How to avoid a living nightmare in court

The emotion and stress of taking a case to the small claims court can be corrosive

The emotion and stress of taking a case to the small claims court can be corrosive

Annette McHugh with daughter Ellie      Picture:  Malcolm Wells (170626-1955)

It’s a family affair at the Aegon Southsea Trophy for the McHughs

0
Have your say

There can’t be many of us who haven’t been ripped off at some time or other, from the used car that turned out to be a banger, to the home improvement job from hell.

Conventional wisdom can be best summed up as ‘don’t get mad, get even’. If all else fails there’s always the small claims court to fall back on.

But as Streetwise readers have discovered, going to law doesn’t always equal justice.

Regular reader Stacy Carter was stressed to breaking point when she took on a local trader who had sold her a duff moped. After eight months of problems with the bike and being sent from pillar to post, she decided enough was enough and to sue for a refund.

What followed was a living nightmare.

‘In total I ended up going to court on five occasions,’ she said. ‘The defendant either didn’t turn up, or ignored court orders, and on one occasion the court was double booked.

‘On the final appearance in court although I won, surprisingly I’ve not been paid the money owed as ordered by the court. When I contacted the court about it I was told they don’t enforce the order. I have to apply for it to be done at extra cost, and there’s no guarantee they’ll recover my money as they can’t make the trader pay.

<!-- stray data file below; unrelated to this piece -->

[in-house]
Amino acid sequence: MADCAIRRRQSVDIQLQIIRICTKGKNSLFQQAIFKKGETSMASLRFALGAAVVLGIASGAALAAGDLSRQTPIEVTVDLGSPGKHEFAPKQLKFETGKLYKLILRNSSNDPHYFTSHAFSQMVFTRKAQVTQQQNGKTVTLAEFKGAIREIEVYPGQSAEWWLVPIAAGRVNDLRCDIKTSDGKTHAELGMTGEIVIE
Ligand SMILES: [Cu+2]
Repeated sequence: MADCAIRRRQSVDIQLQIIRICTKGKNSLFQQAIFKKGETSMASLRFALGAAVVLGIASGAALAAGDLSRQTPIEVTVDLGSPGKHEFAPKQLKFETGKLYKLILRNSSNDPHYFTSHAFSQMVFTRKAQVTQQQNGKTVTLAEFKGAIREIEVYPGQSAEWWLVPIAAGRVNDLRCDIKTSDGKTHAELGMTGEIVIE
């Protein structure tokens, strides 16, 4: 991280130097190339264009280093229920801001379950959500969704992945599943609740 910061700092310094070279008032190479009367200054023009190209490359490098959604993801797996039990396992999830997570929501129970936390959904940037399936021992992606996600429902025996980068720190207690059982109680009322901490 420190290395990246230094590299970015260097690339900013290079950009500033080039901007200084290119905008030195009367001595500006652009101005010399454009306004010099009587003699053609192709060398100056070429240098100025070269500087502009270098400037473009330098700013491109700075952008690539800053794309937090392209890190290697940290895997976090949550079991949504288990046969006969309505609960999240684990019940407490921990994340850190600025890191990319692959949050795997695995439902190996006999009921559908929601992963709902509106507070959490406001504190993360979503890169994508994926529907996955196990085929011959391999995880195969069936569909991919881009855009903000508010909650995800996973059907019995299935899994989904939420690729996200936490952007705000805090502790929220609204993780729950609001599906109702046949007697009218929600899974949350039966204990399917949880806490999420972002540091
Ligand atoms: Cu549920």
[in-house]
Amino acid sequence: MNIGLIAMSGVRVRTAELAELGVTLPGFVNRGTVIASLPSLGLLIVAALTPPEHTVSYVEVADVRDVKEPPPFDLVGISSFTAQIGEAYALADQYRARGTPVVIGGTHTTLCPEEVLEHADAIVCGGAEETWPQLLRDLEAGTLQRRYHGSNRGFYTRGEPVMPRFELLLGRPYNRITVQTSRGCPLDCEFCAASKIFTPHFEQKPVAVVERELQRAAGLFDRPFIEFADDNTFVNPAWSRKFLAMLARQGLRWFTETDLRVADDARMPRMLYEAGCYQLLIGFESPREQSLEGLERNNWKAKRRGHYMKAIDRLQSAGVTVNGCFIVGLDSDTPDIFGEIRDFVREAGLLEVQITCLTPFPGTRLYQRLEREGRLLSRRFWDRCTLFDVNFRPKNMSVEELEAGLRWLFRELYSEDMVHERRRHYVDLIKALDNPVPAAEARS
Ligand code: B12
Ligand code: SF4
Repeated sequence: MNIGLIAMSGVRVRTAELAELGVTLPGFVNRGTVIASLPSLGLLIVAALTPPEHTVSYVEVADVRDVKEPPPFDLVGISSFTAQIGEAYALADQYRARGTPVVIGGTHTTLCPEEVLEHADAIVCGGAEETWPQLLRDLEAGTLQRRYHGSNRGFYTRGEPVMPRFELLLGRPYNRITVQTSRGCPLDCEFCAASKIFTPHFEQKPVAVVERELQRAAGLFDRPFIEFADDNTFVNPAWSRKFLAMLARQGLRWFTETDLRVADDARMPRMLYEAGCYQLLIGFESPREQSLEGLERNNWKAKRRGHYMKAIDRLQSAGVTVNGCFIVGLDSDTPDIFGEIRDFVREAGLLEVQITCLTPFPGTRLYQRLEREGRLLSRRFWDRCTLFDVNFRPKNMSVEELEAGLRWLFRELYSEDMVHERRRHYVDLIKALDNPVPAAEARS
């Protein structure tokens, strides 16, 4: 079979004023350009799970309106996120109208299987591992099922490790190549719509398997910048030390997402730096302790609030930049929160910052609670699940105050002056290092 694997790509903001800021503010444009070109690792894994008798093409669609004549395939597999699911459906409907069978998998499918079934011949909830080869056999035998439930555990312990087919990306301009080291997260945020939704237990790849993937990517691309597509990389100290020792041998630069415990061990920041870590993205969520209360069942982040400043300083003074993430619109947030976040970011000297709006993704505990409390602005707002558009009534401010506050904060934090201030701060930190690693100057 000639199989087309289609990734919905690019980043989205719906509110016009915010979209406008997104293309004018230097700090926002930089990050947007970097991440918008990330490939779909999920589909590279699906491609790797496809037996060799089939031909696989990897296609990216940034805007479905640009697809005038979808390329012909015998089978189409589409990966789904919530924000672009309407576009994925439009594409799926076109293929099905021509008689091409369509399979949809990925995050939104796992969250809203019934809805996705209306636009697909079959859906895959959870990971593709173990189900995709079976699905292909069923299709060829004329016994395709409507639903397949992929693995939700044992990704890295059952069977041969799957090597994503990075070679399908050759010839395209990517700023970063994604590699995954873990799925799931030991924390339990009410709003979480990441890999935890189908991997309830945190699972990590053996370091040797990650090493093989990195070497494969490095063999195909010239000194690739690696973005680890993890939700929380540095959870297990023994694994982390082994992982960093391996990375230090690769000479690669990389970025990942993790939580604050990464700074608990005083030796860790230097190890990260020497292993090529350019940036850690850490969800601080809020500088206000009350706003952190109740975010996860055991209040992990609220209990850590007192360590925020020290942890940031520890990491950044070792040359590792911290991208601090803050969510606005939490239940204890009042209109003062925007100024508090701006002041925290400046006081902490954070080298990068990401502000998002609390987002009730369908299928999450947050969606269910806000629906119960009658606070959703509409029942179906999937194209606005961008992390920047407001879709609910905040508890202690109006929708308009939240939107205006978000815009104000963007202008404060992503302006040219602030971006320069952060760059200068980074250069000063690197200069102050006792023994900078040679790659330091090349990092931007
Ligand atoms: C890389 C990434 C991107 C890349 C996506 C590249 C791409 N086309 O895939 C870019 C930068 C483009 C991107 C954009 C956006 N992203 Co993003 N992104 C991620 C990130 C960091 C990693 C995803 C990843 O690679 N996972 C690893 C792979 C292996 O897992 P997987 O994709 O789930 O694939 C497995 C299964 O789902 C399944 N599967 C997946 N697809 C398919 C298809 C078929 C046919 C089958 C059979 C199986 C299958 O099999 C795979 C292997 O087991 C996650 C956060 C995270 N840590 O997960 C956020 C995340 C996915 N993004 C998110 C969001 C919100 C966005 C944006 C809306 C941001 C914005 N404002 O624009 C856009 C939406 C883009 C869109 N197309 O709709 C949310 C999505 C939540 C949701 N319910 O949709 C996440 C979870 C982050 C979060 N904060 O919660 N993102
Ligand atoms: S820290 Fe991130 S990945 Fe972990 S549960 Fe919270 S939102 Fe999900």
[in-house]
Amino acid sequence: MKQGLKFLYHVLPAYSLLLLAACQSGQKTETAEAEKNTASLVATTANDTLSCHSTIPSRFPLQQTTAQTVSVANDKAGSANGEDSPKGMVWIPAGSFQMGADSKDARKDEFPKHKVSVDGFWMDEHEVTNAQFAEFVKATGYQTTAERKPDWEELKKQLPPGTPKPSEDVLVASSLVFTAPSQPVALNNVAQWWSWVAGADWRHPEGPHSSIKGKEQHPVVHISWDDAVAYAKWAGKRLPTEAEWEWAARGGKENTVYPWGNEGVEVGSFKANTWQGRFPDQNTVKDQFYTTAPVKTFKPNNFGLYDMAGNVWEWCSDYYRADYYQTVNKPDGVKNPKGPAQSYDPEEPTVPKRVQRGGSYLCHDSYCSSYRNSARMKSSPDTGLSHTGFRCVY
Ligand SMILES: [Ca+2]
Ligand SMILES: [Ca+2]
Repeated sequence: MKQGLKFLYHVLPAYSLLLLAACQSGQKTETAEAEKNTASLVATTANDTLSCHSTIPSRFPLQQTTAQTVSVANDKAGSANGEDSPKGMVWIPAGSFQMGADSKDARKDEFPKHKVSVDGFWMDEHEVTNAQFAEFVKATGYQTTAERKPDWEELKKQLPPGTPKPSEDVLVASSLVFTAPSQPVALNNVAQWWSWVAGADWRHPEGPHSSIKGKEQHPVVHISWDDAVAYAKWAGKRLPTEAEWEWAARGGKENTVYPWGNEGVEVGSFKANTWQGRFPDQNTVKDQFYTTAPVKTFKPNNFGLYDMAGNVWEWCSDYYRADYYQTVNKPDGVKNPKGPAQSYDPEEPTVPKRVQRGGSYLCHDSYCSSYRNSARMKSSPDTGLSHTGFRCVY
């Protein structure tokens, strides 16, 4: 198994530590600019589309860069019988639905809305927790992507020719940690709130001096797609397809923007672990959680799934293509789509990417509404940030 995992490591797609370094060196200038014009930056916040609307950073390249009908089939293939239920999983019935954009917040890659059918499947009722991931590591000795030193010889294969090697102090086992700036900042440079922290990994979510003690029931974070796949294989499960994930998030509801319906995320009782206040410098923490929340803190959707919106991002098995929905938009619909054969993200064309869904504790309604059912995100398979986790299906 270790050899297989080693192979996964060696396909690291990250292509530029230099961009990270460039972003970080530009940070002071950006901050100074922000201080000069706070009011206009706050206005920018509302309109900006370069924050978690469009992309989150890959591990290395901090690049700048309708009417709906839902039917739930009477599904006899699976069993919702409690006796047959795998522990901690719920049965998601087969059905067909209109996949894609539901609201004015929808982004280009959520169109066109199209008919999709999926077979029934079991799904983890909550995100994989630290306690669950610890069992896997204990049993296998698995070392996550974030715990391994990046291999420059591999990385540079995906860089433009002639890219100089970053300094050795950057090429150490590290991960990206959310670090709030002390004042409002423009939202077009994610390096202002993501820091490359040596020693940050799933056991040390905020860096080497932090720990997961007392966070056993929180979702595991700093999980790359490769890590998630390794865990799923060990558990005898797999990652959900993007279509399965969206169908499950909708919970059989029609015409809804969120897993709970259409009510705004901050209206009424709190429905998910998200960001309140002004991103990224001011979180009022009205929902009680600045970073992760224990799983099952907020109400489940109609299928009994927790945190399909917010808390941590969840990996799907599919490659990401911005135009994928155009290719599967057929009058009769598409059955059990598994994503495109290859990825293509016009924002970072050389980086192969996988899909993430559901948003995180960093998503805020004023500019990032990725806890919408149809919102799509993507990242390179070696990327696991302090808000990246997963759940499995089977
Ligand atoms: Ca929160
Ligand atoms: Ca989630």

‘It seemed to me the court was a waste of time. I spent eight months not knowing what was going to happen, being worried and stressed by the cost and the money I’d lost. I ended up worse off attending the court and paying the hearing fee.’

Stacy is not alone.

Attracted by the prospect of settling a dispute without lawyers in a friendly environment seems like good news.

Although the small claims track within the county court is designed to serve as a low cost user-friendly process, the emotion and stress can be very corrosive, research has found.

Luca Badioli, a West Sussex Citizens’ Advice debt adviser, interviewed 20 people as part of a research project to learn about their experience of going to law in the small claims court. Those who were prepared to take the DIY approach said the experience was ‘hell on earth’ and caused them to take time off work because their health had suffered.

And winning a court judgment doesn’t mean you’re going to get paid.

A report by IFF Research for Consumer Focus, a Government watchdog, found that one in four small claims users who won their case received only part of the compensation, while six per cent ended up with nothing.

But Streetwise also receives letters from satisfied small claims court users.

People who have won their case, even without engaging expensive lawyers, point out that the key is to be well organised and able to present facts in a logical order.

Reader Mike Mason from Havant, whose dispute with a landlord refusing to return his deposit on a rented flat wound up in Portsmouth County Court, said he was more than satisfied with the outcome, even though it took a long time.

‘I found the court staff helpful, and the district judge went out of his way to put me at ease by recognising that I had little or no knowledge of the process or the law,’ he said.

Luca Badioli has some sound key advice for anyone thinking of using the small claims court to settle a dispute.

‘Ask yourself – do I have a good chance of winning? If I win can the other party pay? Is this worth my time and money? Have I done everything to try to avoid proceedings?’

Back to the top of the page